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How to boil eggs | RecipeTin Eats

How to boil eggs – Bring water to a boil first, add eggs, start the timer. 6 minutes for runny yolks, 8 minutes for soft boiled (my go-to!), 10 minutes for hard boiled. Peel under water to make life easier.

How long to boil eggs

After cramming directions for how to boil eggs in the notes of more recipes than I can count, I figured it was high time to share a proper recipe. So here is how I boil eggs!

How to boil eggs

This method will produce consistent results to the level of doneness you desire no matter what pot you use and how weak or strong your stove is.

  1. Boil water first.

  2. Lower in fridge-cold eggs.

  3. Start the timer – 6 minutes for runny yolks, 8 minutes for soft boiled, 10 minutes for classic hard boiled, 15 minutes for unpleasant rubbery whites and powdery dry yolks.

  4. Transfer into a large bowl or sink of cold water.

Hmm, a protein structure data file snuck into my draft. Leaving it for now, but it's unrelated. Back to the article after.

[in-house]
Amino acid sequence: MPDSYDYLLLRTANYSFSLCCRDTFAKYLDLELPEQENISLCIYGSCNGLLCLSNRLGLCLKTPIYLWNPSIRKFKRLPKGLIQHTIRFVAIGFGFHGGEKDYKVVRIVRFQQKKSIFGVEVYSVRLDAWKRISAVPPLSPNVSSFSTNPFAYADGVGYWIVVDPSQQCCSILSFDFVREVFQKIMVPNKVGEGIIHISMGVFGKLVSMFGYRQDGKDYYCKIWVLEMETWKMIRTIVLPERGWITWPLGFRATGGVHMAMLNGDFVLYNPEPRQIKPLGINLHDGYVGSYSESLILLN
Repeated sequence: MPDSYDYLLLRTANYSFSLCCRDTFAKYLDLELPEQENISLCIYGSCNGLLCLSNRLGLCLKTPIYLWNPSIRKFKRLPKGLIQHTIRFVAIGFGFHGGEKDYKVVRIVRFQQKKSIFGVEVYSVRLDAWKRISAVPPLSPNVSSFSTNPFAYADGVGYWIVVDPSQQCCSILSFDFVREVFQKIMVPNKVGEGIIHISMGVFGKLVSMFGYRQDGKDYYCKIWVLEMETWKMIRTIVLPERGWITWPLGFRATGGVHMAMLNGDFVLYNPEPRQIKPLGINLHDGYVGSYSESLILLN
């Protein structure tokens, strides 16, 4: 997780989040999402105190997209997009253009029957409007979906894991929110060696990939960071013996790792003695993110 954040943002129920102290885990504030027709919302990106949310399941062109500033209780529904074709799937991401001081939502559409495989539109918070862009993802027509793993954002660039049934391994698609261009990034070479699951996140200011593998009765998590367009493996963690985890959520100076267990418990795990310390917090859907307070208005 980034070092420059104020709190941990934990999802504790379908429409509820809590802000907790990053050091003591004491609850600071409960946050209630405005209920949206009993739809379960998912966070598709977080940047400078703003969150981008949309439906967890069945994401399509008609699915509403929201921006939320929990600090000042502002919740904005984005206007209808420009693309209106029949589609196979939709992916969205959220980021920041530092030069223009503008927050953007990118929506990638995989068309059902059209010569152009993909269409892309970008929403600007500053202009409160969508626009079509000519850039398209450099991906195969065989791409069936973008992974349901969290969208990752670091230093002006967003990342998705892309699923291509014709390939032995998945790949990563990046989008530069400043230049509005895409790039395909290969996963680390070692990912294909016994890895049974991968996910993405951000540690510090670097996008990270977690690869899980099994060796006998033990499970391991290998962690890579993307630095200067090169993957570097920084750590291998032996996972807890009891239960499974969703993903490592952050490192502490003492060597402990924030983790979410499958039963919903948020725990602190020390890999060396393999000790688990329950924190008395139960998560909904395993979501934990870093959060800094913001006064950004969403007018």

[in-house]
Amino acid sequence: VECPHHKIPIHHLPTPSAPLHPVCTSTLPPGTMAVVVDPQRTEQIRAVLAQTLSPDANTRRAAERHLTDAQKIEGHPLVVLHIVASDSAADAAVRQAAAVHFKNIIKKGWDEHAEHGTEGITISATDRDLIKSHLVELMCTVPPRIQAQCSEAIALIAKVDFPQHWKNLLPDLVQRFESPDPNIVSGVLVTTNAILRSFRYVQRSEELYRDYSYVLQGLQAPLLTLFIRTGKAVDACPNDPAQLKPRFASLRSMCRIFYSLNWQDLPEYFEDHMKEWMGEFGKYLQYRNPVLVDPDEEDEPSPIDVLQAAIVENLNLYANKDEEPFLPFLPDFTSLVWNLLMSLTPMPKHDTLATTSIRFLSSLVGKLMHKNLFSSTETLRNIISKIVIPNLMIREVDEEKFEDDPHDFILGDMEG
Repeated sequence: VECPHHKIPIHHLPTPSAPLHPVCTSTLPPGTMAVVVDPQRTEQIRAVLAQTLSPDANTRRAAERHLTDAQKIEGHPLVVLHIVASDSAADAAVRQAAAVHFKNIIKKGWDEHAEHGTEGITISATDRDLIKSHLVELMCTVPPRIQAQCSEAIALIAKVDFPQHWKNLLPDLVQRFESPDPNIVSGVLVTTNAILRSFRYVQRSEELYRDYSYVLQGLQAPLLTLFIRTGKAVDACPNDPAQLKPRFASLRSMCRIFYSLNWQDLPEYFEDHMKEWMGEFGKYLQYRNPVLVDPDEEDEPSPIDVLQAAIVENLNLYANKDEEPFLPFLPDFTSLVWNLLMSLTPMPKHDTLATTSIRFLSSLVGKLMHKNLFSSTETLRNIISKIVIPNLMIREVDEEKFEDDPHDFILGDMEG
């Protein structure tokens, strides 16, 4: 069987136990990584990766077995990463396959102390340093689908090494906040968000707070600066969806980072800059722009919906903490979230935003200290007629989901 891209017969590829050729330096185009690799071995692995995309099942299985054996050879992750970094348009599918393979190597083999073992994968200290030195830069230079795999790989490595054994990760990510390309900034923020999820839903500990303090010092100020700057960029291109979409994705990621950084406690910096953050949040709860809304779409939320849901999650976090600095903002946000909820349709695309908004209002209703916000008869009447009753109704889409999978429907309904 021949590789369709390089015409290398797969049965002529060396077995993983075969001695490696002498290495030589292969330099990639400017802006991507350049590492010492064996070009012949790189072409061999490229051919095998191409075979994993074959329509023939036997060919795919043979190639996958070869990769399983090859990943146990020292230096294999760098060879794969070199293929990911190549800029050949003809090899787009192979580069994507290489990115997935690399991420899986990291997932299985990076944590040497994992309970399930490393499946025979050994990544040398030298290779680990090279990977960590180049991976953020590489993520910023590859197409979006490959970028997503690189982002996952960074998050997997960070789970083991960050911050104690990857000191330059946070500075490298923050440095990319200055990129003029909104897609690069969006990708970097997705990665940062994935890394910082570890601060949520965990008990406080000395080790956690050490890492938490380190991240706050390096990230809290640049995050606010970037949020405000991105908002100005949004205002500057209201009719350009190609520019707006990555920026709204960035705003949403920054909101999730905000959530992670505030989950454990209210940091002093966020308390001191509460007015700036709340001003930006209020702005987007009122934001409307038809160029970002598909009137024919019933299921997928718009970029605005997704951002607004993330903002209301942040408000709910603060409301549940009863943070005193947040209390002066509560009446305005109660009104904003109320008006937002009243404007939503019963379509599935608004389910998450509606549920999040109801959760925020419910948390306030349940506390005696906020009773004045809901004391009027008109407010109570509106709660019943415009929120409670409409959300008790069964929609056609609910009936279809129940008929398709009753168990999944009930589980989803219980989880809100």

5. Peel under water starting from the base (it’s easier).

And that’s all you need to know. But if you’re wondering about the why, read on!

How long to boil eggs

  • Dippy eggs and soldiers – 3 minutes (can’t peel)

  • Runny yolks – 6 minutes

  • Soft boiled – 8 minutes

  • Hard boiled – 10 minutes

Remember, lower fridge-cold eggs into boiling water then start the timer!

My egg boiling rules & the why

  1. Boil water before adding eggs – Your water boils faster than mine, because you have a better pot and stronger stove. So if we both start with eggs in cold water then bring it to a boil, our egg cook times will be different. Remove that variable! Always start your eggs in boiling water.